Pasadena ISD Bond Election Tuesday, November 2, 2004
air quality concerns spark
facilities audit conducted by an outside firm identified five campuses as
candidates for replacement, saying that it would cost almost as much to
renovate the schools as it would to rebuild them.
Magellan K-12, a company that specializes in the inspection of school
The five campuses have served their some of their areas for 50 years. The original wing of Kruse was built in the 1930s, while Pearl Hall opened its doors in 1952. Southmore opened in 1952 and San Jacinto welcomed students in 1959.
"If you were looking at trying to renovate these campuses, you would run into some major issues," said Julian Garcia, associate superintendent for facilities and construction. "It would be challenging and costly to bring these buildings up to code because of their age and structural integrity. The cost would be almost as much as constructing a new campus."
The replacement of the five campuses is part of a $299.88 million bond package to be decided by voters on Nov. 2. The measure to replace these schools came at the recommendation of the district's Future Facilities Committee, which is comprised of 80 community members.
According to the facilities audit, the age and structural concerns of the older wings of Kruse made it a candidate for a replacement campus. Officials said there is no room on-site to address the construction of new wings. Under the proposal, the school would be constructed at a new location near its present site to preserve its historical neighborhood connection and provide additional acreage to De Zavala and Pasadena High School.
The audit also found the 54-year-old Richey Elementary campus in need of replacing because of age and overall condition of the facility. If voters approve the bond issue, the replacement school could be built in phases on the original site.
Pearl Hall Elementary was constructed in the 1950s and has had no major renovations in recent years. The Future Facilities Committee recommended replacing the existing school with a new campus to handle enrollment growth, resolve persistent air quality issues and provide South Houston High School with additional acreage for expansion of athletic fields. Officials also pointed out the lack of space in the main office and limited room for storage. Files from the main office have had to be moved into file cabinets in the hallway, while additional storage has been placed behind a stage area in the cafeteria.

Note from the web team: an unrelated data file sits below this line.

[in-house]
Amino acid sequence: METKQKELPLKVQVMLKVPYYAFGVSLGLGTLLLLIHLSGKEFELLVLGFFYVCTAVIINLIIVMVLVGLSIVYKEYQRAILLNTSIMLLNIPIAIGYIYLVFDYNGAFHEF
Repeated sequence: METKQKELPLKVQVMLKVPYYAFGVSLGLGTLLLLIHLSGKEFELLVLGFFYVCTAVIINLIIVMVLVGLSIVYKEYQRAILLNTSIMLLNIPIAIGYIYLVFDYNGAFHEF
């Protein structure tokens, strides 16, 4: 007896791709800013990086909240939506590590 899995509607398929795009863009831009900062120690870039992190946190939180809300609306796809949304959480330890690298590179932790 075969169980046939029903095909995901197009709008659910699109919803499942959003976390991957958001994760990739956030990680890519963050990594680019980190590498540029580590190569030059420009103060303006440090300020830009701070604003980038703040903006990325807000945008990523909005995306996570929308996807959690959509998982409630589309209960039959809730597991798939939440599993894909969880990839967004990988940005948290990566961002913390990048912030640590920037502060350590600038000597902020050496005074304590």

In the case of Richey and Pearl Hall, the audit also noted that the cafeteria space at both schools is too small for their enrollments of more than 800 students.
Structural issues addressed by the audit persuaded the committee to recommend replacement schools for San Jacinto and Southmore intermediate schools. At San Jacinto, the "B" building on the south side of the campus experiences standing water in one of the hallways during hard rainfall because of underground water that seeps into the building due to subsidence of the location since the late 1950s.
Proposed replacements for the San Jacinto and Southmore would be located within their respective attendance zones.
"It is the things that you don't immediately see at these five campuses that has prompted us to look at the future of these facilities," Garcia said. "It is those structural things that are problematic and are issues that need to be addressed. While they may not yet be matters of student safety, they will be soon if the situations are not addressed.